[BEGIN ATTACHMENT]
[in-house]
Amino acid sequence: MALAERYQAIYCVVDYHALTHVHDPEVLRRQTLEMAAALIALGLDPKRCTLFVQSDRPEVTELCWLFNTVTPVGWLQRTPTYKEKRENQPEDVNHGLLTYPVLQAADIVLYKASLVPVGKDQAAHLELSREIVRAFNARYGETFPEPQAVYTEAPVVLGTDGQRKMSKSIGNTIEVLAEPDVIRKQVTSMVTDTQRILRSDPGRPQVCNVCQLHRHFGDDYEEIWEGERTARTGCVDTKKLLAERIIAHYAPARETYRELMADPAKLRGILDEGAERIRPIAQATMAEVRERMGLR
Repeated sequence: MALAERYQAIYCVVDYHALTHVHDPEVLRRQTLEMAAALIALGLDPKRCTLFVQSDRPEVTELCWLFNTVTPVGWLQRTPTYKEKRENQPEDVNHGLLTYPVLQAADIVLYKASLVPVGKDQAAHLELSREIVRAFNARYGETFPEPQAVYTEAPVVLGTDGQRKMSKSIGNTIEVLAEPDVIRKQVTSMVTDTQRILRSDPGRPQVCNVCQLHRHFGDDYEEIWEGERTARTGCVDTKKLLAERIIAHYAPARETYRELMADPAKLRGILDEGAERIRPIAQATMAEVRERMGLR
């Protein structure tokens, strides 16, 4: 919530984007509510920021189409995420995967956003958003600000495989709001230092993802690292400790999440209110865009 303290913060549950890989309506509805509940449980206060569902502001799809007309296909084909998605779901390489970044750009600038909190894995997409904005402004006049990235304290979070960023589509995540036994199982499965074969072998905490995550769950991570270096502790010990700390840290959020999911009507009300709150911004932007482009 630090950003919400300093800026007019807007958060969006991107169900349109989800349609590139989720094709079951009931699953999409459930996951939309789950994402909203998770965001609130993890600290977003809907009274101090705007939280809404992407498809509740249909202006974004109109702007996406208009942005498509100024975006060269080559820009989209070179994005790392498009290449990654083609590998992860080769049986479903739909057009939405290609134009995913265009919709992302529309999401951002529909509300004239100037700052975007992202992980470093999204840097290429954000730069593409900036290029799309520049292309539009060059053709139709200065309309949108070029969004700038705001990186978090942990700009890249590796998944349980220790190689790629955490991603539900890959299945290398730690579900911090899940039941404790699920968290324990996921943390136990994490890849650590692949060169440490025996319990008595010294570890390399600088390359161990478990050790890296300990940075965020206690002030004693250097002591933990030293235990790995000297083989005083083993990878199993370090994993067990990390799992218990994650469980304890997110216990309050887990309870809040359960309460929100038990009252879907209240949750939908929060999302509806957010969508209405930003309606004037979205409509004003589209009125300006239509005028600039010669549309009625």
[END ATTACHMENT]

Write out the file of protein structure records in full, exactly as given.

[in-house]
Amino acid sequence: MALAERYQAIYCVVDYHALTHVHDPEVLRRQTLEMAAALIALGLDPKRCTLFVQSDRPEVTELCWLFNTVTPVGWLQRTPTYKEKRENQPEDVNHGLLTYPVLQAADIVLYKASLVPVGKDQAAHLELSREIVRAFNARYGETFPEPQAVYTEAPVVLGTDGQRKMSKSIGNTIEVLAEPDVIRKQVTSMVTDTQRILRSDPGRPQVCNVCQLHRHFGDDYEEIWEGERTARTGCVDTKKLLAERIIAHYAPARETYRELMADPAKLRGILDEGAERIRPIAQATMAEVRERMGLR
Repeated sequence: MALAERYQAIYCVVDYHALTHVHDPEVLRRQTLEMAAALIALGLDPKRCTLFVQSDRPEVTELCWLFNTVTPVGWLQRTPTYKEKRENQPEDVNHGLLTYPVLQAADIVLYKASLVPVGKDQAAHLELSREIVRAFNARYGETFPEPQAVYTEAPVVLGTDGQRKMSKSIGNTIEVLAEPDVIRKQVTSMVTDTQRILRSDPGRPQVCNVCQLHRHFGDDYEEIWEGERTARTGCVDTKKLLAERIIAHYAPARETYRELMADPAKLRGILDEGAERIRPIAQATMAEVRERMGLR
């Protein structure tokens, strides 16, 4: 919530984007509510920021189409995420995967956003958003600000495989709001230092993802690292400790999440209110865009 303290913060549950890989309506509805509940449980206060569902502001799809007309296909084909998605779901390489970044750009600038909190894995997409904005402004006049990235304290979070960023589509995540036994199982499965074969072998905490995550769950991570270096502790010990700390840290959020999911009507009300709150911004932007482009 630090950003919400300093800026007019807007958060969006991107169900349109989800349609590139989720094709079951009931699953999409459930996951939309789950994402909203998770965001609130993890600290977003809907009274101090705007939280809404992407498809509740249909202006974004109109702007996406208009942005498509100024975006060269080559820009989209070179994005790392498009290449990654083609590998992860080769049986479903739909057009939405290609134009995913265009919709992302529309999401951002529909509300004239100037700052975007992202992980470093999204840097290429954000730069593409900036290029799309520049292309539009060059053709139709200065309309949108070029969004700038705001990186978090942990700009890249590796998944349980220790190689790629955490991603539900890959299945290398730690579900911090899940039941404790699920968290324990996921943390136990994490890849650590692949060169440490025996319990008595010294570890390399600088390359161990478990050790890296300990940075965020206690002030004693250097002591933990030293235990790995000297083989005083083993990878199993370090994993067990990390799992218990994650469980304890997110216990309050887990309870809040359960309460929100038990009252879907209240949750939908929060999302509806957010969508209405930003309606004037979205409509004003589209009125300006239509005028600039010669549309009625």